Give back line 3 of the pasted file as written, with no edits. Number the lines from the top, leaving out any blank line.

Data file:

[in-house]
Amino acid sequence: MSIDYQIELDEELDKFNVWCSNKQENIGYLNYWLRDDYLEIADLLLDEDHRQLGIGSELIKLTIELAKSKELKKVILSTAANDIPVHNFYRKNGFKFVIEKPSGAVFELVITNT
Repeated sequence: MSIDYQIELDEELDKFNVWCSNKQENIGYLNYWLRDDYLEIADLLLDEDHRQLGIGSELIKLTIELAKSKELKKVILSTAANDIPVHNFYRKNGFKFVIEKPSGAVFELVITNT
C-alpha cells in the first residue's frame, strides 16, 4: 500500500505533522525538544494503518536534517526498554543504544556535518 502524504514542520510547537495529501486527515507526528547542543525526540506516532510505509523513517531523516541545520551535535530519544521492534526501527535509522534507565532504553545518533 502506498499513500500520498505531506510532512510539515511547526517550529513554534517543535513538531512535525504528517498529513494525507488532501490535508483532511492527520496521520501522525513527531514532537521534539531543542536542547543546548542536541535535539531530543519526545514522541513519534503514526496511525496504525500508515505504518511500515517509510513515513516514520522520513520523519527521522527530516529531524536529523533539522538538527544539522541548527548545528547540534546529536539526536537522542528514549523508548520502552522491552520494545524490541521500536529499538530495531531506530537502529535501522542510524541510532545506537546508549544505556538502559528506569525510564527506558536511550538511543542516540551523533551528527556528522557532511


Repeated sequence: MSIDYQIELDEELDKFNVWCSNKQENIGYLNYWLRDDYLEIADLLLDEDHRQLGIGSELIKLTIELAKSKELKKVILSTAANDIPVHNFYRKNGFKFVIEKPSGAVFELVITNT